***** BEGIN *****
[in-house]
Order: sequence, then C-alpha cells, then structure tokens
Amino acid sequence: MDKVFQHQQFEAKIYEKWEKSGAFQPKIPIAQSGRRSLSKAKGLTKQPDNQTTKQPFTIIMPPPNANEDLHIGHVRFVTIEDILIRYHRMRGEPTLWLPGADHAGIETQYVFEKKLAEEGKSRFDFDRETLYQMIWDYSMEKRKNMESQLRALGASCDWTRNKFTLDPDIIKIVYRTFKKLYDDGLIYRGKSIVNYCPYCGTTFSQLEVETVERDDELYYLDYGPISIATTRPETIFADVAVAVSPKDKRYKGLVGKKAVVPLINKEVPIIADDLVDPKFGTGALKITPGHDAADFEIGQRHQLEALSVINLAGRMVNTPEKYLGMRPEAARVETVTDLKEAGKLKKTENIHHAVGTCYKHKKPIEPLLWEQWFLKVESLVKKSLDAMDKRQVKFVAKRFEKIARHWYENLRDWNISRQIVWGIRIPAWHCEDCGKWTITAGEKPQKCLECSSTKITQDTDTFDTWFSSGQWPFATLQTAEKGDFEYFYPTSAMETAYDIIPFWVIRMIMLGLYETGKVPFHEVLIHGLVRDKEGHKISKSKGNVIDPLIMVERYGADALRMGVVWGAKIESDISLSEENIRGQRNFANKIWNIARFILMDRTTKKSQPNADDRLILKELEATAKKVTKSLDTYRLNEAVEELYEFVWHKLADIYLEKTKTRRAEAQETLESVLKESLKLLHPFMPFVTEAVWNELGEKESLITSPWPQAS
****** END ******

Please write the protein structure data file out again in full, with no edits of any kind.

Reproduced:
[in-house]
Order: sequence, then C-alpha cells, then structure tokens
Amino acid sequence: MDKVFQHQQFEAKIYEKWEKSGAFQPKIPIAQSGRRSLSKAKGLTKQPDNQTTKQPFTIIMPPPNANEDLHIGHVRFVTIEDILIRYHRMRGEPTLWLPGADHAGIETQYVFEKKLAEEGKSRFDFDRETLYQMIWDYSMEKRKNMESQLRALGASCDWTRNKFTLDPDIIKIVYRTFKKLYDDGLIYRGKSIVNYCPYCGTTFSQLEVETVERDDELYYLDYGPISIATTRPETIFADVAVAVSPKDKRYKGLVGKKAVVPLINKEVPIIADDLVDPKFGTGALKITPGHDAADFEIGQRHQLEALSVINLAGRMVNTPEKYLGMRPEAARVETVTDLKEAGKLKKTENIHHAVGTCYKHKKPIEPLLWEQWFLKVESLVKKSLDAMDKRQVKFVAKRFEKIARHWYENLRDWNISRQIVWGIRIPAWHCEDCGKWTITAGEKPQKCLECSSTKITQDTDTFDTWFSSGQWPFATLQTAEKGDFEYFYPTSAMETAYDIIPFWVIRMIMLGLYETGKVPFHEVLIHGLVRDKEGHKISKSKGNVIDPLIMVERYGADALRMGVVWGAKIESDISLSEENIRGQRNFANKIWNIARFILMDRTTKKSQPNADDRLILKELEATAKKVTKSLDTYRLNEAVEELYEFVWHKLADIYLEKTKTRRAEAQETLESVLKESLKLLHPFMPFVTEAVWNELGEKESLITSPWPQAS